Templar and Shalonie looked at Dev with curiosity.
Dev’s lips twitched upward. “The Set-Manasans don’t like your father . . . or your

mother for that matter. They tend to hold grudges. Wouldn’t say anything to your face, but wouldn’t even bother to spit on you if you were on fire either.”

“Spit on you?” Tyrin piped up, poking his head up from inside Kyr’s coat pocket, his little white paws looped over the side. “I is thinking that the saying is that they wouldn’t p—”

“Tyrin!” Omen cut the little cat off before he could finish. “He was trying to be polite. We don’t say bad words in front of Shalonie.”

“Why not?” Tyrin looked baffled. “I is just trying to be accurateness. Shalonie is liking things to be accurateness.”

Omen stared hard at the little cat, and Tyrin twitched his ears a few times before letting out a little sniff and sinking back down into Kyr’s warm pocket.

Kyr seemed oblivious to the exchange, staring instead at the bandages wrapped around his wrist. Avarice’s burn ointment was supposed to take away any pain on contact, but Omen worried the boy was still suffering. It’s not like Kyr would say anything about the pain.

“So what was it my father—” Omen began again, turning his attention back to Dev.

Dev cut him off, his smirk widening. “You might want to ask your parents that,” he told Omen. “I try to stay out of politics, and I definitely have no interest in meddling in your mother’s personal affairs. You’re welcome to borrow the bonding book if you want to ask her yourself.”

Annoyed, Omen turned his attention back to the city. She wouldn’t answer. Would tell me to mind my own business. Avarice had never responded well to his pointed curiosity — she expected him to figure things out for himself. And if he couldn’t, then — she’d told him — he’d have no business knowing.

“If you don’t meddle in politics, how are you going to get us into the fortress?” Templar asked then, looking intrigued by the entire conversation.

Good question. Omen frowned and glanced back at Dev.

Dev pointed toward the fortress. “See that stone house with the red roof at the base of the battlements?” He indicated one of many manor houses ringing the fortress. “The locals call the area Fortress Hill. It’s where lesser nobles and wealthy merchants like to live.”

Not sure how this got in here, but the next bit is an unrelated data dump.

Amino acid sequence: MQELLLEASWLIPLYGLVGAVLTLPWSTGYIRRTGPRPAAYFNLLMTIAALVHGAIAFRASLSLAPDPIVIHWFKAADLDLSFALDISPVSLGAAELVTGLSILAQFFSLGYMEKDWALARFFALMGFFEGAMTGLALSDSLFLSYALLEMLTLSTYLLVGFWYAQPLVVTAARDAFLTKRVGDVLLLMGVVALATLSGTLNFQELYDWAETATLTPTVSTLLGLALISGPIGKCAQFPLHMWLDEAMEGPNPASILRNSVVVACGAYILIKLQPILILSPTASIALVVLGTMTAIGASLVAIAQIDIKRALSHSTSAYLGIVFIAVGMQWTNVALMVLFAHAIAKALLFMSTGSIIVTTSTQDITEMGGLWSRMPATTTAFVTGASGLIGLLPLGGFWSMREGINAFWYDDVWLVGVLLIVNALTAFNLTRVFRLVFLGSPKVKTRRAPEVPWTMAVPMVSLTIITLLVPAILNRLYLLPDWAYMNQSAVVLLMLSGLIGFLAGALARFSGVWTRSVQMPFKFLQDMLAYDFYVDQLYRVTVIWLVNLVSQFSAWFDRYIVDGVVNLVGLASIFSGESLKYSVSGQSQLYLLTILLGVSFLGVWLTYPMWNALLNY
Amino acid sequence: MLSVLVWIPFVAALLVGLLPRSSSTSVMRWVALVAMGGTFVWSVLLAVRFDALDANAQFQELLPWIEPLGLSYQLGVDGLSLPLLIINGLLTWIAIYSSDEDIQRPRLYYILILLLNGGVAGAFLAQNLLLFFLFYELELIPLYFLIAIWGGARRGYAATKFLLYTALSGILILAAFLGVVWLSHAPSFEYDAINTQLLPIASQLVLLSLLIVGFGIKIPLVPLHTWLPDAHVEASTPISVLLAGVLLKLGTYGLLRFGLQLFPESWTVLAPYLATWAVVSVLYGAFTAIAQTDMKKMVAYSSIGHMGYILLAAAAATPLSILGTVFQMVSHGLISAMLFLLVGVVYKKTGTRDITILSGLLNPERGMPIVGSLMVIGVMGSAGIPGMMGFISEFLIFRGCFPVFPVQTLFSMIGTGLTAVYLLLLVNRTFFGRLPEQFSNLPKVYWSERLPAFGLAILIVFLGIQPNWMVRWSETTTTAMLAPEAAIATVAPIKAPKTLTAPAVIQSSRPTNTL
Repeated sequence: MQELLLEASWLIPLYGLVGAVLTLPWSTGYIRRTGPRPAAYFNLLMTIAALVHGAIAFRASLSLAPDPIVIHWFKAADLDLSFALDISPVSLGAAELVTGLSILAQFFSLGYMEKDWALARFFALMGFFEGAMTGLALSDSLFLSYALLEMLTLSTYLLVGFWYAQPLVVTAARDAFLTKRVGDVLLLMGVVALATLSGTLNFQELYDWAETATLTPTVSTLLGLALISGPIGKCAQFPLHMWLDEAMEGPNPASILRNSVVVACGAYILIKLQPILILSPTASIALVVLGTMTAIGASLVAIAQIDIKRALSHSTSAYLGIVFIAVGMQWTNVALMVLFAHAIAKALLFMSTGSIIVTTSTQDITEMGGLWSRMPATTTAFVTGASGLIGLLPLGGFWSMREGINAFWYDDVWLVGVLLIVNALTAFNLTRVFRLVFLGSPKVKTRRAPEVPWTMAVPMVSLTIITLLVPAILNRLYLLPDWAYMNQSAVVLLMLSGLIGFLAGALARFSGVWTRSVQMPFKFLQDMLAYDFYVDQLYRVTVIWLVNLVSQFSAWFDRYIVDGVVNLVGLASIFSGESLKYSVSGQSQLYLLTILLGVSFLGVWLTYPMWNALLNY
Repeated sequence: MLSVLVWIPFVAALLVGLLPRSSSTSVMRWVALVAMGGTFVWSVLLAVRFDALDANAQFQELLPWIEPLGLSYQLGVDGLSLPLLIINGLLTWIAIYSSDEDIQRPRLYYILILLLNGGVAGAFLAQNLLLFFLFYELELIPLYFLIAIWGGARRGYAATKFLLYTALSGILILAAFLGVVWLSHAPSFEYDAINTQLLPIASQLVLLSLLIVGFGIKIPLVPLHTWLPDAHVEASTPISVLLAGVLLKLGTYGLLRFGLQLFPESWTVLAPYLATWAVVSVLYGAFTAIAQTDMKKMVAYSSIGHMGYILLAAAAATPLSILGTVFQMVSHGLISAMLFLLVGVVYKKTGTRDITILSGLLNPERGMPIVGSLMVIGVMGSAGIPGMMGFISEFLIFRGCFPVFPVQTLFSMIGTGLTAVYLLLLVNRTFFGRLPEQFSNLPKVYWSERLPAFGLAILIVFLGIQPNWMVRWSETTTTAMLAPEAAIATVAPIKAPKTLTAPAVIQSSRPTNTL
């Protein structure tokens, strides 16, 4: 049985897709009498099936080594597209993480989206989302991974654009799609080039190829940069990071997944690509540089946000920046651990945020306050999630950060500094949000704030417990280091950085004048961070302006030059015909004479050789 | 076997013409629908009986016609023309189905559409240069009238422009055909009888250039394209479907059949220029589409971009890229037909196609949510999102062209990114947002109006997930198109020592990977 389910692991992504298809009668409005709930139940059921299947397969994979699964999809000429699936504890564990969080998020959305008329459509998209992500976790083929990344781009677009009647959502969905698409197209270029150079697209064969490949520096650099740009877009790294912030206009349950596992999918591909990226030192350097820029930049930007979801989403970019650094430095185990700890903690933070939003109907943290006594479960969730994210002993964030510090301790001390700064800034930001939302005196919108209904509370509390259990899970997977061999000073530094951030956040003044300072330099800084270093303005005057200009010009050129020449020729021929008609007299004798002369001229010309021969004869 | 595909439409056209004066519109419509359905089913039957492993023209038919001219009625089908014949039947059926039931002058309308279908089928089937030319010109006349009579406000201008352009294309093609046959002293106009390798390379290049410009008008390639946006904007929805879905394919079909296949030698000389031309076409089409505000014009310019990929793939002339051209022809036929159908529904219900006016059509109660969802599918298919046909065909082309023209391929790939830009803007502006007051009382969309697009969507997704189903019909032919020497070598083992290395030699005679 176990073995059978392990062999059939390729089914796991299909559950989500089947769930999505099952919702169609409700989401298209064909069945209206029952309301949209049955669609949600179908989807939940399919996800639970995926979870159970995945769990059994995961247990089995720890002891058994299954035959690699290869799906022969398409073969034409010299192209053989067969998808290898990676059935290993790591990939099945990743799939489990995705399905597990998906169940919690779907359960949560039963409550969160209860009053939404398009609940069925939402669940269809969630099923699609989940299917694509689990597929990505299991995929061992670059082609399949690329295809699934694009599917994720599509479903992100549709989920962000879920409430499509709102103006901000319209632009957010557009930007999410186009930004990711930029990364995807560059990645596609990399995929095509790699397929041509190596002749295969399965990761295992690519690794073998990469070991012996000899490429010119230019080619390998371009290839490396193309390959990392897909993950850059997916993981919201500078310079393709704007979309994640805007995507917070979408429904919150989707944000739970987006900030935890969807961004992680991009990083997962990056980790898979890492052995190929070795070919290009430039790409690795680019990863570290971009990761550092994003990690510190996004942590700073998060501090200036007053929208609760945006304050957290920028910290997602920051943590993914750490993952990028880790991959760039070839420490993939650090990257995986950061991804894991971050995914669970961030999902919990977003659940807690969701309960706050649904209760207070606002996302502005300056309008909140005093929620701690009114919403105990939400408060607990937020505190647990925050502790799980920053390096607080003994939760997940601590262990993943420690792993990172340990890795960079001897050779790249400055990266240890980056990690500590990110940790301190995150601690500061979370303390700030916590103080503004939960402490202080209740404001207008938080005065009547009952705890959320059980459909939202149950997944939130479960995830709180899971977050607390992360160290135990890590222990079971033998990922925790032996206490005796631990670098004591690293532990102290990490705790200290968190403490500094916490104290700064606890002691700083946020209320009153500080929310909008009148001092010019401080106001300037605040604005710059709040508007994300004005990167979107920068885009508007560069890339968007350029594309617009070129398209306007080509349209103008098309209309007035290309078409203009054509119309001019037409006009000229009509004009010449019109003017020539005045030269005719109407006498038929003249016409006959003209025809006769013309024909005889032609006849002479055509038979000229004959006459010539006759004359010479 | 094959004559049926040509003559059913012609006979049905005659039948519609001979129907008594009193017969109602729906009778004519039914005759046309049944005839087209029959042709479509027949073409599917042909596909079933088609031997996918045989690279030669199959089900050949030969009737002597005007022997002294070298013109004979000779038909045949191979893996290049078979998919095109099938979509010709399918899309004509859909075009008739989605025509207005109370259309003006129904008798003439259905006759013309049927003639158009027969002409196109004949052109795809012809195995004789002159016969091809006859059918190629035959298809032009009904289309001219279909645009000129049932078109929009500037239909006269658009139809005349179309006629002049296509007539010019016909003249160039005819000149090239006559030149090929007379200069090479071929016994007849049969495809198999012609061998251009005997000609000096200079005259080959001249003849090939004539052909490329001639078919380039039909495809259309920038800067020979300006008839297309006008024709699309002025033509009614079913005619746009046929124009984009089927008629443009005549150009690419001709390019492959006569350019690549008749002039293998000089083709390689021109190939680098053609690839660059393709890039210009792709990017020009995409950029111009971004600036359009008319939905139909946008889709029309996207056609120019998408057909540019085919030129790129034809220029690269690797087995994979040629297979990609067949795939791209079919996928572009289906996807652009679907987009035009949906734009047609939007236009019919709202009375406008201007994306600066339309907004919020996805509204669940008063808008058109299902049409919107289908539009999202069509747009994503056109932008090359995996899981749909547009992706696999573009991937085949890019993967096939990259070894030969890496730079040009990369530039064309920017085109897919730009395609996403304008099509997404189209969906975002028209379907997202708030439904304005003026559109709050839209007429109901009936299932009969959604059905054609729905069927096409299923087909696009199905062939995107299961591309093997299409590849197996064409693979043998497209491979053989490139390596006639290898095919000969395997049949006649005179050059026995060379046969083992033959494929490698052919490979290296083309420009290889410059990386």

The neighboring abodes were all built of the same dark stone, only the tile on the inner roofs distinguishing one from another. The tile colors were quite impressive in variety — reds, blues, greens, golds. The house Dev pointed to had tiles of reddish gold — like untarnished copper. As the fog around the hilltop burned away, the roof caught the sunlight and flashed like flames.

“That’s the Machelli Guild House. We can get into the fortress from there.” Dev motioned toward the long stone dock the ship was approaching. At the far end, on the main causeway that surrounded the port, Omen spotted a number of carriages. “Kadana has business with the guild. They’re waiting for us.” He handed over the spyglass without asking.

Omen peered through it toward the dock at the carriages. Apparently they know how many are in our group. Doubt they accounted for Tormy. Omen couldn’t really see Tormy wanting to ride in a carriage, even if he were tired. The poor cat had grown so restless, Omen didn’t expect him to slow down even for a second as soon as his paws hit solid ground.

Along with the carriages and the muscular horses attached to them, Omen saw two tall, dark-haired men standing nearby. Wonder how long they’ve been waiting. He strained to see as many details as possible.

Though well-dressed in the fine doublets expected of wealthy merchants, there was something wild and dangerous about them — even from the distance. Both were well- armed, swords hanging from their sword belts and gleaming daggers strapped to sheaths on their legs. Bits of shiny metal plating was woven through the fine material of the doublets and leather breeches. Omen recognized their profiles and had no doubt that their eyes would be silver. These men looked like the Machellis Omen knew — unlike Dev who, despite his uncanny resemblance to Avarice, was far more delicate and slender than the typical Machelli male.

“Relatives?” he asked, guessing Dev would know the answer. He handed the spyglass to Shalonie who was watching curiously.

“Probably,” Dev agreed. “Cousins more likely. Glaive and Foil.”

“Those are Kharakhian long swords,” Shalonie corrected swiftly as she peered through the spyglass.

Dev laughed at that. “I meant those are their names.”

Definitely Machelli.

Shalonie’s brow furrowed. “I understand the custom behind the names,” she said. “But do you all have actual names as well — like Armand for Omen and Ava for Avarice? And do you ever use them?”

“My mother and I have those names because the Machelli custom doesn’t go over very well in Lydon,” Omen admitted. He smiled fondly when he thought of all the times as a child he’d argued with his father’s mother, Queen Wraiteea, about his name. She’d finally agreed to call him Omen in private as long as he went by Armand in public. “My grandmother Wraiteea insisted we have proper names. My real name is actually Omen